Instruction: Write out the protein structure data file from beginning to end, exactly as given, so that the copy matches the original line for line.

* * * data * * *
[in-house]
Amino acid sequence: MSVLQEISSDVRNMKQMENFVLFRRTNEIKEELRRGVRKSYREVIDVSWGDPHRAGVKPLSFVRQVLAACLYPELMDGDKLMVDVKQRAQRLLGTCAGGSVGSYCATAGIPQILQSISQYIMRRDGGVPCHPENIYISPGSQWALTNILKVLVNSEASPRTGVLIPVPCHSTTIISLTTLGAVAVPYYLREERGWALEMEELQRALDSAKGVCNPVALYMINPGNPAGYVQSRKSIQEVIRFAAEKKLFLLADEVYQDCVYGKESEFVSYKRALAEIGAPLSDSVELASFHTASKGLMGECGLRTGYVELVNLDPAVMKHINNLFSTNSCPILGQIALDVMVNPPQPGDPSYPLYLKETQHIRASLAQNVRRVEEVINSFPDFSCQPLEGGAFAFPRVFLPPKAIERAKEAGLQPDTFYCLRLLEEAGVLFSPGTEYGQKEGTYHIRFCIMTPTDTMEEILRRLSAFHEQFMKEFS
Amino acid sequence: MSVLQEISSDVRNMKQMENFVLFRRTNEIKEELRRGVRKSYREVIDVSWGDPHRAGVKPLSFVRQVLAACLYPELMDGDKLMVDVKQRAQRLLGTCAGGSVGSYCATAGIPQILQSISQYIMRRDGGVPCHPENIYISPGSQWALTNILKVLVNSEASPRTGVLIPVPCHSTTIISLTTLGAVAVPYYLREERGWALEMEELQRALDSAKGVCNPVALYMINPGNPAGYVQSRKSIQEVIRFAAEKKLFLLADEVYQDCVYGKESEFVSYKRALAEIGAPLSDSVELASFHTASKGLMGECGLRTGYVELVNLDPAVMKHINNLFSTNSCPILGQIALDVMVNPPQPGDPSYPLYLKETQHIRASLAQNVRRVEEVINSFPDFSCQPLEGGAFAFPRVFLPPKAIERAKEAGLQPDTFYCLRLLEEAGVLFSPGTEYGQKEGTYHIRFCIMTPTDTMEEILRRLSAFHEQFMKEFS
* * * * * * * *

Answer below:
[in-house]
Amino acid sequence: MSVLQEISSDVRNMKQMENFVLFRRTNEIKEELRRGVRKSYREVIDVSWGDPHRAGVKPLSFVRQVLAACLYPELMDGDKLMVDVKQRAQRLLGTCAGGSVGSYCATAGIPQILQSISQYIMRRDGGVPCHPENIYISPGSQWALTNILKVLVNSEASPRTGVLIPVPCHSTTIISLTTLGAVAVPYYLREERGWALEMEELQRALDSAKGVCNPVALYMINPGNPAGYVQSRKSIQEVIRFAAEKKLFLLADEVYQDCVYGKESEFVSYKRALAEIGAPLSDSVELASFHTASKGLMGECGLRTGYVELVNLDPAVMKHINNLFSTNSCPILGQIALDVMVNPPQPGDPSYPLYLKETQHIRASLAQNVRRVEEVINSFPDFSCQPLEGGAFAFPRVFLPPKAIERAKEAGLQPDTFYCLRLLEEAGVLFSPGTEYGQKEGTYHIRFCIMTPTDTMEEILRRLSAFHEQFMKEFS
Amino acid sequence: MSVLQEISSDVRNMKQMENFVLFRRTNEIKEELRRGVRKSYREVIDVSWGDPHRAGVKPLSFVRQVLAACLYPELMDGDKLMVDVKQRAQRLLGTCAGGSVGSYCATAGIPQILQSISQYIMRRDGGVPCHPENIYISPGSQWALTNILKVLVNSEASPRTGVLIPVPCHSTTIISLTTLGAVAVPYYLREERGWALEMEELQRALDSAKGVCNPVALYMINPGNPAGYVQSRKSIQEVIRFAAEKKLFLLADEVYQDCVYGKESEFVSYKRALAEIGAPLSDSVELASFHTASKGLMGECGLRTGYVELVNLDPAVMKHINNLFSTNSCPILGQIALDVMVNPPQPGDPSYPLYLKETQHIRASLAQNVRRVEEVINSFPDFSCQPLEGGAFAFPRVFLPPKAIERAKEAGLQPDTFYCLRLLEEAGVLFSPGTEYGQKEGTYHIRFCIMTPTDTMEEILRRLSAFHEQFMKEFS